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    • Tennessee Palms
      By Tennessee Palms
      A couple days ago I noticed the leaf on my Sabal Minor seedling has been taking off. To me it seemed like it grew about half an inch or so however when I looked back at a Facebook post from November I realized how much it has grown and I'm surprised to see that it slowly pushed out way more than I thought.  The picture of it sitting in water is the November picture and the other one is from a few days ago. 

    • tank
      By tank
      Its been awhile since I've posted a topic but here are some palm pics from my yard in Gainesville:
      Parajubaea cocoides x butia

       
      Trithrinax brasiliensis
       

       
      Trachycarpus principes
       

       
      Jubaea x Butia
       

    • donofriojim1
      By donofriojim1
      For my next post, I want to highlight some of the palms that I've come across in the Cincinnati suburbs outside of the ones in my yard. The first picture is of a windmill palm (trachycapus fortunei) on the eastern side of town. According to the grower, this specimen has endured three winters in the ground with minimal protective measures. His protection for this palm is only a heating cable around the trunk and a frost cloth. This picture was taken in late spring, 2019. It had completely defoliated during January,2019 when temps did drop below zero. The palm started to rebound very quickly. The second picture is the same palm this spring shared to me by the grower with the heating cable still on the trunk and a fully recovered crown.
       
      The next several pictures are from a grower just a stones' throw away from me in the northern Cincinnati suburbs. This grower has some truly wonderful exotics that most nursery staff would say are a waste of time and money in his yard that have proven to be as reliable as tulips simply from protection for wind, placing in the sunniest spots, and extra mulch. The first of these pictures from his yard is a rare true trachycarpus takil that he raised for seed. It has also been in the ground for three years and is only protected by being covered with a mound of straw, no added heat. The other pictures are winter time pictures of his needle palm and sabal minor, He unlike me, does take some protective measures. His protective measures are just covering the trunk of the plant with straw while leaving all leaves exposed. these needle palms and sabal minor have been in the ground since 2006 and laughed off the vortex years.





    • donofriojim1
      By donofriojim1
      This next post is about more established needle palms in Cincinnati and Northern Ky. I also want to show how much microclimates in the same metropolitan area can effect growing palms. The first two pictures were shared with me by another local Cincinnati palm grower. This is the locally legendary needle palm planted in the year 2000 at Mount Saint Joseph University in Cincinnati during the freeze of January, 2019.  Since the year 2000, this palm has never received any special protection what so ever. It laughed off the vortex winters with ease. It even produced viable seed yearly. However, sadly in the spring of 2019, this beautiful palm was cut down by a landscape crew by mistake. However it is growing back slowly from the roots.  The second picture is the regrowth as of early March, 2020. No winter protection of new growth was ever given during the previous winter. I guy who shared these pictures with me online is the guy who originally planted this palm.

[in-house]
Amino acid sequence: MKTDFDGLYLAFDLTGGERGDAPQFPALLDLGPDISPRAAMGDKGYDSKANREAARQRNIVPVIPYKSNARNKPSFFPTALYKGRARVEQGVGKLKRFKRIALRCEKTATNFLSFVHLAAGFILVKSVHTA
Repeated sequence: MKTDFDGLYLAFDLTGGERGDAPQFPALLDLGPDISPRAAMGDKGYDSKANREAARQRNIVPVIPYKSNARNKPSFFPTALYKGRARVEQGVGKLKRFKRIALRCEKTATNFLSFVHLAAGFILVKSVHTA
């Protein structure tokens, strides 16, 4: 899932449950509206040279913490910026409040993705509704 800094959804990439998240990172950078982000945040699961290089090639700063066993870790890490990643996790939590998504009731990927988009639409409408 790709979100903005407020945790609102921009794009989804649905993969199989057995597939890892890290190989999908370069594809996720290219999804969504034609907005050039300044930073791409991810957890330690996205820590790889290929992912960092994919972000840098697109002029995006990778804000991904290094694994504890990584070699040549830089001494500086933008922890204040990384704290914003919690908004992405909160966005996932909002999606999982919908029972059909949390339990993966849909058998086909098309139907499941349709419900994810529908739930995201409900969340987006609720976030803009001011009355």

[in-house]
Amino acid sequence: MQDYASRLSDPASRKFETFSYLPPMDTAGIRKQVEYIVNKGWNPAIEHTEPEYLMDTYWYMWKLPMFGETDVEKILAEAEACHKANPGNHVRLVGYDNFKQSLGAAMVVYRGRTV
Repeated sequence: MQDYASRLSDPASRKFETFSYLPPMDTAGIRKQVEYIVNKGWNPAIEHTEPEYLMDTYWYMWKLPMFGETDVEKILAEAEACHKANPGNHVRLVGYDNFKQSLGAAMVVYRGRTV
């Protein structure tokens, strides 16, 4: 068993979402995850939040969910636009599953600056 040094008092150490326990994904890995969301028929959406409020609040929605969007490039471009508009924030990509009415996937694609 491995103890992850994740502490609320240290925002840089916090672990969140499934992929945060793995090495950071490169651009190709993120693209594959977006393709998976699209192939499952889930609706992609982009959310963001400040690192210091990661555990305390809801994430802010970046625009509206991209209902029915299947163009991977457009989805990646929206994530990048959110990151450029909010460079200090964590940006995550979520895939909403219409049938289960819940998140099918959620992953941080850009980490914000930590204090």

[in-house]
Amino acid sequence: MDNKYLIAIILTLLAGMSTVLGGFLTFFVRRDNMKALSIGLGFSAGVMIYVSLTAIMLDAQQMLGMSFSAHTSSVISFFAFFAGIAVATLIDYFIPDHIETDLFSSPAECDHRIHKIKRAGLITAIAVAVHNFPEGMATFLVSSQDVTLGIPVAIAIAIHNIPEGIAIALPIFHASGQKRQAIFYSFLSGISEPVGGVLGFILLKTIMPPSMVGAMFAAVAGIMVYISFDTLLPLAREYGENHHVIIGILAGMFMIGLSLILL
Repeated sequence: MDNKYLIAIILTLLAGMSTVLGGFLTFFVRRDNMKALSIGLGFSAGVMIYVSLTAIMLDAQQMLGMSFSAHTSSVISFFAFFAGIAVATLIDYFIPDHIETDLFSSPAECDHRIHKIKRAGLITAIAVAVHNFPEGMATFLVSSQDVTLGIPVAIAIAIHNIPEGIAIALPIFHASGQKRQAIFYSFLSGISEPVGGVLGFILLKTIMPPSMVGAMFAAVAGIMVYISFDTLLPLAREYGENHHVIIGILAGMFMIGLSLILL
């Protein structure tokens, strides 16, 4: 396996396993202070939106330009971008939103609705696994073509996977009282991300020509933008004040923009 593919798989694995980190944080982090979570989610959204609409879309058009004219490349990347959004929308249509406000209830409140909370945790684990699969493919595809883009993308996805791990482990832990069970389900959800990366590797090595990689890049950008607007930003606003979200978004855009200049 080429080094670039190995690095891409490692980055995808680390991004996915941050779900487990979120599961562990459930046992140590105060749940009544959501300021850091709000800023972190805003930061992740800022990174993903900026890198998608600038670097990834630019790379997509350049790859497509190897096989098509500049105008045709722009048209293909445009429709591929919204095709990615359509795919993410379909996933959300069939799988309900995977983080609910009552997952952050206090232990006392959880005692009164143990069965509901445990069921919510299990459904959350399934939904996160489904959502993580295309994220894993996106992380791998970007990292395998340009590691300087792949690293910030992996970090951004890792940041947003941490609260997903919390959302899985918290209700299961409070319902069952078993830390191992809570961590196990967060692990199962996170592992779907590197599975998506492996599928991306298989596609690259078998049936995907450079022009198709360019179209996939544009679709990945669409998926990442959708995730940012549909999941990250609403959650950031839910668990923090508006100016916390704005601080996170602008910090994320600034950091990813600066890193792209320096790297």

Now, I had lived for a couple of years in Boone co, Ky.  Paradoxically, a good chunk of Boone county, Kentucky actually tends to be noticeably colder than most parts of greater Cincinnati. Especially in the winter time.  In the town of Union, Kentucky one can find the Boone County Arboretum. It is a fantastic place for a garden lovers to visit. They have a locally famous stand of needle palm there as well. However due to their outlying location in the park, and Boone county being a local cold spot as well, these palms sadly struggle a lot more than other specimens north of the river despite receiving protective measures  that other local specimens do not receive.  The third picture is them protected for the winter in a cage of leaves. The forth picture is one I took of them in April, 2018 freshly uncovered and noticeably damaged. These are much more damaged than unprotected ones north of the river.  




    • donofriojim1
      By donofriojim1
      Hello all! I live in Cincinnati area and I have a great interest in hardy palms! I myself have planted needle palms and some sabal minor " McCurtain" in my own yard. I also have found some established needle palms planted in a restaurant parking lot. I spoke to the owner of the place and he said that they were planted in about 2009  and never receive winter protection. I am also aware that there is a needle palm that is growing back from the roots at Mt St Joseph University after being cut down by mistake last spring. It apparently was planted in the year 2000 and does not and has never received any special protective measures. I am also aware of some needle palms across the river in Boone county, Kentucky. I know that they are buried in leaves every year and they still appear to struggle much more than the unprotected specimens on the Ohio side of the river. It is probably a colder local microclimate. Attached are the sabal minor mc curtains, and needle palms in my yard, a sabal minor mc curtain seedling in my side yard exposed to all elements as of last December, and the established needle palms at a Cincinnati restaurant as of  late February of this year. Im curious, are there any other Cincinnati/ Northern Kentucky palm growers here?








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